AI dithering update: arms races and unemployed symphony conductors

AI arms race
Image credit: kentoh /

AI – not the baby, fast look up kind, but the one that is just beginning to emerge and worry people like Elon Musk (hashtag ‘next stop Mars’) – is at a crossroads. Between the many, many lines of hype about AI, the evolving technology is getting some very serious attention.

At one end of the life-and-death fulcrum comes the news that a robot has successfully conducted the Lucca Philharmonic Orchestra – and Andrea Bocelli – in Pisa. The human conductor praised its grace and fluidity of movement (before, one would like to think, switching it off at the mains).

At the other end of the apocalyptic balance is news that there is apparently an AI arms race in progress. All three superpowers are investing the GDP of New Zealand – probably more – to implement AI into their military operations. Russia has a goal of making 30% of its military equipment robotic within the next decade, while China is investing billions to make it the leader in AI to “make its national defense and security the best in the world”.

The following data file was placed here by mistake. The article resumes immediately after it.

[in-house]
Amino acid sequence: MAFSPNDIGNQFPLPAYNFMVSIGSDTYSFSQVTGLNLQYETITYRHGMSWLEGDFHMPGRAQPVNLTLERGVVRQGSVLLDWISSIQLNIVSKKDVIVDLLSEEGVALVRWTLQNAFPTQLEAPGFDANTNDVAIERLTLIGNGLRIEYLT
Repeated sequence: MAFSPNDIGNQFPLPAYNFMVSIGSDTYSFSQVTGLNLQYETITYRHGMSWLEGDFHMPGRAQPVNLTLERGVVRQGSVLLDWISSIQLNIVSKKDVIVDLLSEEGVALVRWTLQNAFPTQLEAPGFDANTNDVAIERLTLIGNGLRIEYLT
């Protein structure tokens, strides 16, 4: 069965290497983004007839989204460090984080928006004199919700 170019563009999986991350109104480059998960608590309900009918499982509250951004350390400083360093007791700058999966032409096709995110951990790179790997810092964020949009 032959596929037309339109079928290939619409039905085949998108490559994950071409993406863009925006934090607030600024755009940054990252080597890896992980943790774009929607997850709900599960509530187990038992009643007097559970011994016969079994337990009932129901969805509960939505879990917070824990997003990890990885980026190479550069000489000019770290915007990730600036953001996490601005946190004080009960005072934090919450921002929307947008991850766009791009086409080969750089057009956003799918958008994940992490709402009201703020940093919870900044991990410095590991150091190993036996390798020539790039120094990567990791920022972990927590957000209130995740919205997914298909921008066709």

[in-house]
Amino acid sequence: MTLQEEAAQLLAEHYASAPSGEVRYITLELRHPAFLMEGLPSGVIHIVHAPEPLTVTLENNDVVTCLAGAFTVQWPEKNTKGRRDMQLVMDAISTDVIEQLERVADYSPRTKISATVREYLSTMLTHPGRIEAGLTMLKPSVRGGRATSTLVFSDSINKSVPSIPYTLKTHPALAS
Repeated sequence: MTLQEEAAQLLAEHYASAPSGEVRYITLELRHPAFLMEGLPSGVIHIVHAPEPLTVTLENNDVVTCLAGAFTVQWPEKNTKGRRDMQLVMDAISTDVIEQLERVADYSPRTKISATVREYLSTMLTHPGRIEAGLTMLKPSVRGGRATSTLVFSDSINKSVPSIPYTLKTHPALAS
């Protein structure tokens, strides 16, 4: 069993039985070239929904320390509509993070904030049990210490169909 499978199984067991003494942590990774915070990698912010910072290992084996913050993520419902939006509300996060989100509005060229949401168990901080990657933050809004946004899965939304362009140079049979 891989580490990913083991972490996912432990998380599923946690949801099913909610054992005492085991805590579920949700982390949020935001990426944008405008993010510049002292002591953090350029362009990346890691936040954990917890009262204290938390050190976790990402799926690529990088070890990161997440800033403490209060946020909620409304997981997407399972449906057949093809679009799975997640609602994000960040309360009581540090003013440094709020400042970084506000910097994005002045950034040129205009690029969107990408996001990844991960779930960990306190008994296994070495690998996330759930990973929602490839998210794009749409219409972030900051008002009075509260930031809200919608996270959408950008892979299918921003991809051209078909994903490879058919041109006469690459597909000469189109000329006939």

The US, widely considered to be the front runner at the moment, does not have a prescriptive program for its AI research, but considers that the technology provides an edge similar to the nuclear bomb, or precision guided bombs and missiles (hashtag ‘friendly fire’).

According to Mr Putin, “whoever becomes the leader in this sphere will become the ruler of the world.” Oddly, being Mr Putin, he didn’t say this riding a horse bare back, while wrestling a grizzly bear to the ground. No, he decided the audience for that homely little lesson were students at 16,000 “carefully selected” schools. Nice way to start the new school year – fire up the nation’s youth in pursuit of world domination.

The problem, as we have said before, is that the genie is out of the bottle and we cannot put it back in.

It is inevitable that nations will invest in AI, or anything else which will give them an edge. And with AI, it is still too early to even think about what war will look like 20 years from now (drones, clones and VR war zones?). But it is on the way to creating a very different world (if the world survives long enough for Mr Musk to take us all to Mars).

And as for the orchestra conductor – well, presumably he will retire on his Universal Basic Income and watch the robot conduct beautiful music in a virtual reality.

As a Very Senior IBM Research Person said a couple of years ago, “Our toes are dangling over a very uncertain future.”

Be the first to comment

What do you think?

This site uses Akismet to reduce spam. Learn how your comment data is processed.